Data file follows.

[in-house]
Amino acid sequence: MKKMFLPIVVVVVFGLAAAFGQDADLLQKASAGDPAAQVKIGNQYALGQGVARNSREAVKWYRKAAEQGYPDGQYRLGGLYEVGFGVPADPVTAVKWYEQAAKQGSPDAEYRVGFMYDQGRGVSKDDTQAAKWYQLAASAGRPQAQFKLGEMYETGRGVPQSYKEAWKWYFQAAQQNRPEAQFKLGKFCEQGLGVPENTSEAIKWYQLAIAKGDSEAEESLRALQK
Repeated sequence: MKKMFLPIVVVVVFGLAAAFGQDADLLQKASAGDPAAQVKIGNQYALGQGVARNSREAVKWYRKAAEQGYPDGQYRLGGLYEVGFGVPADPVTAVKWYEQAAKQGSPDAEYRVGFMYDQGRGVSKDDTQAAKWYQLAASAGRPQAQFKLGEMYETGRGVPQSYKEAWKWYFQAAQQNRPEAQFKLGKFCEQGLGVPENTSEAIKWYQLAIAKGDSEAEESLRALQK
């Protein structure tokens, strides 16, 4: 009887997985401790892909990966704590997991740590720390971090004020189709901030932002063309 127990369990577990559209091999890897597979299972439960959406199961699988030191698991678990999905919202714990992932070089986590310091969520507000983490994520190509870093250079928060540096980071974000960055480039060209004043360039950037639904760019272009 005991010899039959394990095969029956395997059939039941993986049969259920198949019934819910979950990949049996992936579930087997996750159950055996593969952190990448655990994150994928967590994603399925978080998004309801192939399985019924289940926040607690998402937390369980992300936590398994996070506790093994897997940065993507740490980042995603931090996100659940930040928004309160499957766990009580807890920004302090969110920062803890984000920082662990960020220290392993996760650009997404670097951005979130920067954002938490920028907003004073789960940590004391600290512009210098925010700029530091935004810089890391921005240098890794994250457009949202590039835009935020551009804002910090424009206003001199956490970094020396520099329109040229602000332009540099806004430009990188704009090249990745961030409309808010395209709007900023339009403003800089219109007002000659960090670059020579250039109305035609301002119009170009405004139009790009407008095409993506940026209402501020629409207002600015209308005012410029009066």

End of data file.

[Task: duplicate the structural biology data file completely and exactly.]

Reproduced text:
[in-house]
Amino acid sequence: MKKMFLPIVVVVVFGLAAAFGQDADLLQKASAGDPAAQVKIGNQYALGQGVARNSREAVKWYRKAAEQGYPDGQYRLGGLYEVGFGVPADPVTAVKWYEQAAKQGSPDAEYRVGFMYDQGRGVSKDDTQAAKWYQLAASAGRPQAQFKLGEMYETGRGVPQSYKEAWKWYFQAAQQNRPEAQFKLGKFCEQGLGVPENTSEAIKWYQLAIAKGDSEAEESLRALQK
Repeated sequence: MKKMFLPIVVVVVFGLAAAFGQDADLLQKASAGDPAAQVKIGNQYALGQGVARNSREAVKWYRKAAEQGYPDGQYRLGGLYEVGFGVPADPVTAVKWYEQAAKQGSPDAEYRVGFMYDQGRGVSKDDTQAAKWYQLAASAGRPQAQFKLGEMYETGRGVPQSYKEAWKWYFQAAQQNRPEAQFKLGKFCEQGLGVPENTSEAIKWYQLAIAKGDSEAEESLRALQK
């Protein structure tokens, strides 16, 4: 009887997985401790892909990966704590997991740590720390971090004020189709901030932002063309 127990369990577990559209091999890897597979299972439960959406199961699988030191698991678990999905919202714990992932070089986590310091969520507000983490994520190509870093250079928060540096980071974000960055480039060209004043360039950037639904760019272009 005991010899039959394990095969029956395997059939039941993986049969259920198949019934819910979950990949049996992936579930087997996750159950055996593969952190990448655990994150994928967590994603399925978080998004309801192939399985019924289940926040607690998402937390369980992300936590398994996070506790093994897997940065993507740490980042995603931090996100659940930040928004309160499957766990009580807890920004302090969110920062803890984000920082662990960020220290392993996760650009997404670097951005979130920067954002938490920028907003004073789960940590004391600290512009210098925010700029530091935004810089890391921005240098890794994250457009949202590039835009935020551009804002910090424009206003001199956490970094020396520099329109040229602000332009540099806004430009990188704009090249990745961030409309808010395209709007900023339009403003800089219109007002000659960090670059020579250039109305035609301002119009170009405004139009790009407008095409993506940026209402501020629409207002600015209308005012410029009066």